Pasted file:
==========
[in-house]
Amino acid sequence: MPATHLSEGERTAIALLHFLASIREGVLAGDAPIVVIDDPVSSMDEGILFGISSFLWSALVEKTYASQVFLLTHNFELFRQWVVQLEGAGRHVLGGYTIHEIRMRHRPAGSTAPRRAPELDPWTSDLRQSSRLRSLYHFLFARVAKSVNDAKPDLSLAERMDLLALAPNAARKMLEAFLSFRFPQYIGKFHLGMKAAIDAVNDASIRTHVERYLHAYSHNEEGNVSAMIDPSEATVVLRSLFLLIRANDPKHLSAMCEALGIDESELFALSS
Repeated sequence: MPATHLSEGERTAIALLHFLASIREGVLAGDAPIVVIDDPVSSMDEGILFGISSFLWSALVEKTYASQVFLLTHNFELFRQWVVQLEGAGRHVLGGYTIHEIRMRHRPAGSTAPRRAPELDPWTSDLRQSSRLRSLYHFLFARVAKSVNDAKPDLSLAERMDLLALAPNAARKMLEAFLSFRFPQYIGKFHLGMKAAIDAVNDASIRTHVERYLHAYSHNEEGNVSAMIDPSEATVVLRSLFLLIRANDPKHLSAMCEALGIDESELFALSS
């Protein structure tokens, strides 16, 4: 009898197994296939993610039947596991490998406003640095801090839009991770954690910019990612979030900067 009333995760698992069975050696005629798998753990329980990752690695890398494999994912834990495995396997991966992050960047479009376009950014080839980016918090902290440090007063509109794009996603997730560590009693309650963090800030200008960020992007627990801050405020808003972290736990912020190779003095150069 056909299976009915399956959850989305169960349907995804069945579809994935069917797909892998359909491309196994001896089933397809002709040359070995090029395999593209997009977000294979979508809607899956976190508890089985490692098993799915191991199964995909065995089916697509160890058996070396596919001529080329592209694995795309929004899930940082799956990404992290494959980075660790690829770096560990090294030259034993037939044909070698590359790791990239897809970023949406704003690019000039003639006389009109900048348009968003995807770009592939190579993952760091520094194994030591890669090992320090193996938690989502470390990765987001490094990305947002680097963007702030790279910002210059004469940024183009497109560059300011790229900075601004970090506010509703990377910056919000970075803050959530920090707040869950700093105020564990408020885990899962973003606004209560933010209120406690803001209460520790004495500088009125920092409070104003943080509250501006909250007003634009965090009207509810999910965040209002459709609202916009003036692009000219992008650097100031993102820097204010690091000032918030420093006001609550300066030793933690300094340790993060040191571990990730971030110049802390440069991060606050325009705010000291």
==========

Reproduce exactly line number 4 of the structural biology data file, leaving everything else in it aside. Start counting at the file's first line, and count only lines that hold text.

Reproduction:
């Protein structure tokens, strides 16, 4: 009898197994296939993610039947596991490998406003640095801090839009991770954690910019990612979030900067 009333995760698992069975050696005629798998753990329980990752690695890398494999994912834990495995396997991966992050960047479009376009950014080839980016918090902290440090007063509109794009996603997730560590009693309650963090800030200008960020992007627990801050405020808003972290736990912020190779003095150069 056909299976009915399956959850989305169960349907995804069945579809994935069917797909892998359909491309196994001896089933397809002709040359070995090029395999593209997009977000294979979508809607899956976190508890089985490692098993799915191991199964995909065995089916697509160890058996070396596919001529080329592209694995795309929004899930940082799956990404992290494959980075660790690829770096560990090294030259034993037939044909070698590359790791990239897809970023949406704003690019000039003639006389009109900048348009968003995807770009592939190579993952760091520094194994030591890669090992320090193996938690989502470390990765987001490094990305947002680097963007702030790279910002210059004469940024183009497109560059300011790229900075601004970090506010509703990377910056919000970075803050959530920090707040869950700093105020564990408020885990899962973003606004209560933010209120406690803001209460520790004495500088009125920092409070104003943080509250501006909250007003634009965090009207509810999910965040209002459709609202916009003036692009000219992008650097100031993102820097204010690091000032918030420093006001609550300066030793933690300094340790993060040191571990990730971030110049802390440069991060606050325009705010000291």